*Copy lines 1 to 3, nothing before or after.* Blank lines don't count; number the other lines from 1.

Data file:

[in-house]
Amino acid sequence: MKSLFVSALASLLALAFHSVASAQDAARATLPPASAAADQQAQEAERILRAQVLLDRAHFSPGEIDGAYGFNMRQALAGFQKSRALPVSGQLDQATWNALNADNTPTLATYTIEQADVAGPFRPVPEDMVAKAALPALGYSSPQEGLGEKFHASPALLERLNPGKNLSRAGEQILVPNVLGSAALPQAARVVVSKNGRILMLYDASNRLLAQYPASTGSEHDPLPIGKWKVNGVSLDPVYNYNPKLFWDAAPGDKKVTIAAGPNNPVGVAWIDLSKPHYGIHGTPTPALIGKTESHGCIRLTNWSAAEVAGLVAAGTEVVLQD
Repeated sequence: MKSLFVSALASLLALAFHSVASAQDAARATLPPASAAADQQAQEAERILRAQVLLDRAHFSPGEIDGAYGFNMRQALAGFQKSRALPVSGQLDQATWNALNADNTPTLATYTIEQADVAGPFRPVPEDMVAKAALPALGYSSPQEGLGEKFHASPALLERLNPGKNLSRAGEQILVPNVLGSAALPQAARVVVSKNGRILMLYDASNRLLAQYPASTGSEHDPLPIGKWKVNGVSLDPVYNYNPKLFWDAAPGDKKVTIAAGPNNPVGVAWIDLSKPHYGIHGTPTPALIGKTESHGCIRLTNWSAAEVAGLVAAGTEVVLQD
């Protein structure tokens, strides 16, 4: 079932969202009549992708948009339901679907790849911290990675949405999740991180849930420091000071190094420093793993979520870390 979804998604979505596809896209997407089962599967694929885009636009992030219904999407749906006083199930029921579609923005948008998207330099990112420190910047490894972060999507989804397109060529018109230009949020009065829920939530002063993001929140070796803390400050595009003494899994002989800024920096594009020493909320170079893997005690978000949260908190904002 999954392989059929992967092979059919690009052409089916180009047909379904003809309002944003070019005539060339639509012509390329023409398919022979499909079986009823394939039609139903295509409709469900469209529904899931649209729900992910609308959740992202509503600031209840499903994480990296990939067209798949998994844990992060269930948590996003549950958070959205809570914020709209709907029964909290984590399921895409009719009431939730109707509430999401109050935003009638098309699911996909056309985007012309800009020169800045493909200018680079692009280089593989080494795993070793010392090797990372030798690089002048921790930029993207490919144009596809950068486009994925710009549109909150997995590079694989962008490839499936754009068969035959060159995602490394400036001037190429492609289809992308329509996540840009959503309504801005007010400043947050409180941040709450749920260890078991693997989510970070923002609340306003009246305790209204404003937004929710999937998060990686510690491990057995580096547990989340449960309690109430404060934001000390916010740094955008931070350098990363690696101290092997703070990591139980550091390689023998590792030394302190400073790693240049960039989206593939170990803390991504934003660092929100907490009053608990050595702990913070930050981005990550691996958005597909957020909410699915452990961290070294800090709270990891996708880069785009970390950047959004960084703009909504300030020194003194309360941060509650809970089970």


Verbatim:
[in-house]
Amino acid sequence: MKSLFVSALASLLALAFHSVASAQDAARATLPPASAAADQQAQEAERILRAQVLLDRAHFSPGEIDGAYGFNMRQALAGFQKSRALPVSGQLDQATWNALNADNTPTLATYTIEQADVAGPFRPVPEDMVAKAALPALGYSSPQEGLGEKFHASPALLERLNPGKNLSRAGEQILVPNVLGSAALPQAARVVVSKNGRILMLYDASNRLLAQYPASTGSEHDPLPIGKWKVNGVSLDPVYNYNPKLFWDAAPGDKKVTIAAGPNNPVGVAWIDLSKPHYGIHGTPTPALIGKTESHGCIRLTNWSAAEVAGLVAAGTEVVLQD
Repeated sequence: MKSLFVSALASLLALAFHSVASAQDAARATLPPASAAADQQAQEAERILRAQVLLDRAHFSPGEIDGAYGFNMRQALAGFQKSRALPVSGQLDQATWNALNADNTPTLATYTIEQADVAGPFRPVPEDMVAKAALPALGYSSPQEGLGEKFHASPALLERLNPGKNLSRAGEQILVPNVLGSAALPQAARVVVSKNGRILMLYDASNRLLAQYPASTGSEHDPLPIGKWKVNGVSLDPVYNYNPKLFWDAAPGDKKVTIAAGPNNPVGVAWIDLSKPHYGIHGTPTPALIGKTESHGCIRLTNWSAAEVAGLVAAGTEVVLQD